We use Teaching Co courses for many subjects, but IMHO that doesn't make Professors Vandiver, Hale, Harl, Renton, etc., my son's "teachers." They're not the ones who pull all the resources together, correlate readings with the lectures, hold discussions, and assess what he's learned. To me, Teaching Co courses are more like video textbooks than outside classes. If DS is doing a subject at home, with materials sourced/correlated/assessed by me, then IMHO that is not an "outsourced" course.

 

OTOH, he is taking an online Greek course with Lukeion, and I consider that completely outsourced — Regan Barr does all the teaching, assigns and grades the homework, grades the tests, answers questions, etc.

 

Jackie

 

:iagree:

We've used these, and I consider them an educational video. There is no interaction, the professors can't answer our questions.

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:iagree:

We've used these, and I consider them an educational video. There is no interaction, the professors can't answer our questions.

 

That is precisely why I outsource to tutors and online classes. I am keenly aware that I don't have the answers to some questions. And my dd8 has many questions. A video won't cut it in many cases. Her chem tutor can explain the content beautifully. I would be thumbing through the text trying to find the answers.:tongue_smilie:

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So I guess we do just have a semantics issue.

 

To me the work "teacher" directly implies the superior subject knowledge, the ability to present the material myself without relying on a textbook, the ability to address any question, identify and discuss any misconception, explain the significance of the material - go beyond what a mere textbook has to offer.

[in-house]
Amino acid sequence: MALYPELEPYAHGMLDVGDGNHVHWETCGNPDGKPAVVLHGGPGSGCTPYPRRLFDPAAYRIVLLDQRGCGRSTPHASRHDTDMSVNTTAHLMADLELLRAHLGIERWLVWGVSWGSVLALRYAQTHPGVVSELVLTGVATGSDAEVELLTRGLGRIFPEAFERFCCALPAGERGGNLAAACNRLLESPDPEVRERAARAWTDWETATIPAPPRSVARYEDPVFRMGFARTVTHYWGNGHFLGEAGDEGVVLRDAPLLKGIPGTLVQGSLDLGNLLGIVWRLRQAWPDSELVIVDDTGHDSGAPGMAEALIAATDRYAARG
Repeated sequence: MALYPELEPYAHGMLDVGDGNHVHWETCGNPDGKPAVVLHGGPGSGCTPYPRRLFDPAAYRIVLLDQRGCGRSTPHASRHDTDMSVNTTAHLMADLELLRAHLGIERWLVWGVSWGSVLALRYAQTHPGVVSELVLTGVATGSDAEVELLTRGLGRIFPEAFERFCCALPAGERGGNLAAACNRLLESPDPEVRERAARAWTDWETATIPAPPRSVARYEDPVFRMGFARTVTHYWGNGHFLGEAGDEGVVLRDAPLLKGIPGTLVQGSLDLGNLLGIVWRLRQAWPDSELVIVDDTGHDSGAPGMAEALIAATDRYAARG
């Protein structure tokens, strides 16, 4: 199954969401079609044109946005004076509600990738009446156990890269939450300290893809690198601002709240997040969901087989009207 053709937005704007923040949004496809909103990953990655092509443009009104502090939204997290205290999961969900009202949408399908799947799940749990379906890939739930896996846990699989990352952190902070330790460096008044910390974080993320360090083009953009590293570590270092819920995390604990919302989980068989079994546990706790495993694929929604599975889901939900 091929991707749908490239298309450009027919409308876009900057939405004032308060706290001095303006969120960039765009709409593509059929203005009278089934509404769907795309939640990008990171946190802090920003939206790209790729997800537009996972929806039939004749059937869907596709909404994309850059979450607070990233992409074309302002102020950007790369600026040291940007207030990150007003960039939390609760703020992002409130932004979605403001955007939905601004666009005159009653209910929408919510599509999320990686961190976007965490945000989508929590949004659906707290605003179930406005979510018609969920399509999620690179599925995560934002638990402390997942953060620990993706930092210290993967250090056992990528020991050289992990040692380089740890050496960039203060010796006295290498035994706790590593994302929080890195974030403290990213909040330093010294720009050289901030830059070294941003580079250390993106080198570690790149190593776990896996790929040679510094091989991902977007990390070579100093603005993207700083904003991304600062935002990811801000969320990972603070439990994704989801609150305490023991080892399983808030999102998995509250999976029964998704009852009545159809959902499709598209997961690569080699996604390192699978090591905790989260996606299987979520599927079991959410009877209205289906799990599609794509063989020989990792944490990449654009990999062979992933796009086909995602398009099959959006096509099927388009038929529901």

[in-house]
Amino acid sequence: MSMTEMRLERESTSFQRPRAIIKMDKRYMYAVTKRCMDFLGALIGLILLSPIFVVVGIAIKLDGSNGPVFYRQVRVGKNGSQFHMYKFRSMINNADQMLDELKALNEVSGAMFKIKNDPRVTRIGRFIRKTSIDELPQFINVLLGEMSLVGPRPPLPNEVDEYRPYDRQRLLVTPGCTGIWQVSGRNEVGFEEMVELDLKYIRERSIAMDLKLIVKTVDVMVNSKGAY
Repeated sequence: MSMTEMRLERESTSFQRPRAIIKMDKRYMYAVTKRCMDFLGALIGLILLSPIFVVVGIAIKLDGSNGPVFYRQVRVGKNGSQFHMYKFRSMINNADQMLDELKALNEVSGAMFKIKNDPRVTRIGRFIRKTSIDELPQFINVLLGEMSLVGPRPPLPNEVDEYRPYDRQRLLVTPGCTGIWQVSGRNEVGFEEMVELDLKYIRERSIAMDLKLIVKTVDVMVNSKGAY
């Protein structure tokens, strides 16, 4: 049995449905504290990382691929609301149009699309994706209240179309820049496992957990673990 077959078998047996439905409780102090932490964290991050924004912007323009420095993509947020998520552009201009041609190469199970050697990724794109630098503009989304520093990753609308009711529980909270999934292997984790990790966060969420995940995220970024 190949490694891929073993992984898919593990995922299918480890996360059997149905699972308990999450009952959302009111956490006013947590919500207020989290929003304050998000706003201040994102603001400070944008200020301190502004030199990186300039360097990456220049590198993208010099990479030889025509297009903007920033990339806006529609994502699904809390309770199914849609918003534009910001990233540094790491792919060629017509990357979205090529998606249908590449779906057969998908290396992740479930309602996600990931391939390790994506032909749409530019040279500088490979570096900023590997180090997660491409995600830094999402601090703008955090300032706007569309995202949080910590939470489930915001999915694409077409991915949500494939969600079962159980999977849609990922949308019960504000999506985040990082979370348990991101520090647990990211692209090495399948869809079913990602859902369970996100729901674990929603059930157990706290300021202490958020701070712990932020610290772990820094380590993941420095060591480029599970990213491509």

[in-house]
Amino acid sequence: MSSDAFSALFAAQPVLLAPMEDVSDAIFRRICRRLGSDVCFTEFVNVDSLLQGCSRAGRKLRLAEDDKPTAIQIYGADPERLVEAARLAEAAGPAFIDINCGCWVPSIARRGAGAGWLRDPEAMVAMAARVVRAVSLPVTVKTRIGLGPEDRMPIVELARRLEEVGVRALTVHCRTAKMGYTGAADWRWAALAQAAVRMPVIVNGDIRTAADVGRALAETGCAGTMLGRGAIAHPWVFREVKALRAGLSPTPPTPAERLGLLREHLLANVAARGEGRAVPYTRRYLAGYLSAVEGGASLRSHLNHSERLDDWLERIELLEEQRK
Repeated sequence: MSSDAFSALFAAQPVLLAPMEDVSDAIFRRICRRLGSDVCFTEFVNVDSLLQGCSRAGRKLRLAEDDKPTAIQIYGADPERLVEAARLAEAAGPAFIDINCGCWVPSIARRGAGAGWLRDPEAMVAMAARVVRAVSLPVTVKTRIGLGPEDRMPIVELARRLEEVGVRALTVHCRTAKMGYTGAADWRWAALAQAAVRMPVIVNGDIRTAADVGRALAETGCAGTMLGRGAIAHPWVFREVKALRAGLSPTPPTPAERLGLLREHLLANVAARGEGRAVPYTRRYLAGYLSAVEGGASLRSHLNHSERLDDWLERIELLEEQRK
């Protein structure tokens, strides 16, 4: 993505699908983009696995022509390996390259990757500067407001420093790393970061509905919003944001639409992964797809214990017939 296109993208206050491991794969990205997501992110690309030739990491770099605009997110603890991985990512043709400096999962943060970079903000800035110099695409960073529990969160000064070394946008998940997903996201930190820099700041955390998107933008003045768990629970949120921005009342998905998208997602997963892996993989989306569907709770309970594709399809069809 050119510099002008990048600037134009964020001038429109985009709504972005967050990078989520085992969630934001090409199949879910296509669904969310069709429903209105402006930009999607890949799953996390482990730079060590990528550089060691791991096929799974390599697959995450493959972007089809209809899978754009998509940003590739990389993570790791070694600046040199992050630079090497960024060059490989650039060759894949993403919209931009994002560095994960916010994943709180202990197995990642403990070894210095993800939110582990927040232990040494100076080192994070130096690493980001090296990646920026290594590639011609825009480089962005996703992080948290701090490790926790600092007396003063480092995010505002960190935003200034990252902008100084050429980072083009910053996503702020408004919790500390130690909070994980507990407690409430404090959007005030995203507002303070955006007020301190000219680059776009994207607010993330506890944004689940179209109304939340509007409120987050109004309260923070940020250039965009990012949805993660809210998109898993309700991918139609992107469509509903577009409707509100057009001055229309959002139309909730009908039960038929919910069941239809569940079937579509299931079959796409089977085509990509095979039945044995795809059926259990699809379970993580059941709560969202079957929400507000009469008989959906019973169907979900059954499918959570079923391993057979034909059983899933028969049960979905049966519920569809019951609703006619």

I do teach for a living. If in this job I just pulled resources together and evaluated, what I did would not be considered teaching and I would not be seen as doing my job.

I see what you're saying, and I would certainly agree that the definition of "teacher" you present applies at the college level. But, in my experience, if those criteria were applied to PS teachers, a large percentage would not qualify to use the term either.

 

I think it is just a semantics issue. In the context of homeschooling, I consider the terms "teacher" and "facilitator" to be nearly interchangeable, whereas "outsourcing" to me connotes handing over all responsibility for a subject to an outside teacher.

 

Jackie

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I simply took at a face value what she shared.

 

FWIW, I did that too and I have no emotional nor ethical problems calling it the lesser of two evils principle, because in our case it was exactly that.

 

I really do not have emotional problems with these things, Colleen. I like to think I am past the stage of personal growth in which I cannot cope with not being able to do an A-level job in everything.

 

We do some healthy, self-disparaging (half-)humor around here in those cases. It is a good reality check, but it also helps us not take ourselves - or life in general ;) - too seriously.

 

Ester, I think kfamily meant all of those questions as rhetorical questions. Look at the context of her post. She's discouraged. She even said it again in a later post. It's great that you don't have emotional problems with these things, and most days, when I'm right into the grammar/Latin/writing lessons or the read-alouds with my kids, I don't either. But some days, I do, and so do others here, and that's why we come here - to get support from each other.

 

I think we all understand the message that we shouldn't say to a mother, "Oh, it's OK, just wait, he'll come around" when she's complaining that her 12 year old can't read because the Mom "wanted to wait til he wanted to learn." All I'm saying is, many of us may have our fragile days, but we can toughen up again with a little encouragement. I think kfamily needed a little encouragement, not to be told to pick the lesser of two evils. Just simple reading in context and simple word changes, that's all.

 

If you don't understand the topic you are teaching, then you should not be teaching it. Period.